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As Hurricane Ian hits Florida, school buildings have been cleared and designated as shelters for evacuees and community members seeking safety.
Educators and school staff in many counties rallied as the storm, first reported as a Category 4, made landfall on Wednesday and left more than a million Floridians without power.
“We’re all working around the clock … to make sure everything runs smoothly alongside the Tampa Police Department,” said De’Quan Wilson, a fourth-grade teacher in Hillsborough County, where some schools have become schools. storm shelters.
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Florida Governor Ron DeSantis had said Hurricane Ian could be a Category 5 storm by the time it hit the Sunshine State.
“And we understand that it’s not just a 48-hour ordeal,” the governor also said at a press conference. “It’s going to be something that’s going to be there for days, weeks and months. And, unfortunately, in some circumstances, even years,” he added.
Before Ian landed on Wednesday, just south of Tampa, some 45 classrooms were packed at Lockhart Elementary Magnet School in Tampa, where Wilson teaches, to house evacuees.
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“Looks like we’re leaving for the summer [vacation]”Wilson told Fox News Digital of the empty classrooms.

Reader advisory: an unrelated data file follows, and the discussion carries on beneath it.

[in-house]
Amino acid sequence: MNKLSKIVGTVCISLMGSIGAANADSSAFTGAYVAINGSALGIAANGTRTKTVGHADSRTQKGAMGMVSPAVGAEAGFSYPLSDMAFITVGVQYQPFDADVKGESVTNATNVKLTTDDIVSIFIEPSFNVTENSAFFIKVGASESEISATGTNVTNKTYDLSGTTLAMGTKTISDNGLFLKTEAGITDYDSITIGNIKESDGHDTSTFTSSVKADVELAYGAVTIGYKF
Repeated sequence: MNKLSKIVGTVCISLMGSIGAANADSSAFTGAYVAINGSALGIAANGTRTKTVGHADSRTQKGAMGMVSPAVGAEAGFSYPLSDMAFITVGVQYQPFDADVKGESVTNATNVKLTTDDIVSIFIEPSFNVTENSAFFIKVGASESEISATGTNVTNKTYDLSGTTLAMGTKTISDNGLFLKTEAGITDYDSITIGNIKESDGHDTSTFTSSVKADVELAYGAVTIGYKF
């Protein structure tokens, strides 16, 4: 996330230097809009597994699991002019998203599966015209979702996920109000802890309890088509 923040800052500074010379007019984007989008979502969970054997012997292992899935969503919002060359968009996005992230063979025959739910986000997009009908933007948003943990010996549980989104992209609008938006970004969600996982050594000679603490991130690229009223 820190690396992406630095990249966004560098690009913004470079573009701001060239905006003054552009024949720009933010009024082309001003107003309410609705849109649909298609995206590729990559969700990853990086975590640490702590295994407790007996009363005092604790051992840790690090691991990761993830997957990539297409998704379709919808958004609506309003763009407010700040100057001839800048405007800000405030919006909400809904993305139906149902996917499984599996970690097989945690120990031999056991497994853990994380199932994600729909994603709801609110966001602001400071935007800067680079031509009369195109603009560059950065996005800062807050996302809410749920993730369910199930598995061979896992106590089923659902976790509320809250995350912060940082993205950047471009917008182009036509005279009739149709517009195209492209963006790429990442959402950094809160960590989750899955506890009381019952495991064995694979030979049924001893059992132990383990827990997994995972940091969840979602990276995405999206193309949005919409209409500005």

Families will sleep in designated areas of the school building and eat breakfast, lunch and dinner in the cafeteria, according to Wilson.
About 150 people are already accommodated on site at the school and Wilson said they were not yet at maximum capacity.
“We are ready to accept anyone with open arms,” he said.
“We are constantly walking around watching the shelter, making sure [if] the evacuees need anything, that they’re okay – that they’re comfortable.”
“It can be a very scary time, so we’re making sure people feel safe,” Wilson added.
There are two types of shelters in Florida: shelters for the general population and shelters for people with special needs, according to flordiadisaster.org.
“It is important to note that not all people with disabilities are eligible for evacuation to a special needs shelter,” the organization wrote on its website.
“The best place to shelter for every Floridian is outside the evacuation zone, in a safe and secure structure, with family and friends.”
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Some facilities are also designated as pet-friendly.
Fox News Digital has learned of several schools turned into shelters that allow pets, including two out of four schools in Osceola County.
“Osceola County Emergency Management, in partnership with Osceola Animal Services, the American Red Cross, and the Osceola County School District, provides pet-friendly shelters,” the county announced in the emergency management section of its site. website.
“Only certain shelters are designated as ‘pets’.”
“A big congratulations to all our staff who [are] working through the hurricane and managing schools being used as shelters,” Osceola Schools, located in central Florida, tweeted alongside a photo of staff posing in safety vests at Harmony High School in St. Cloud .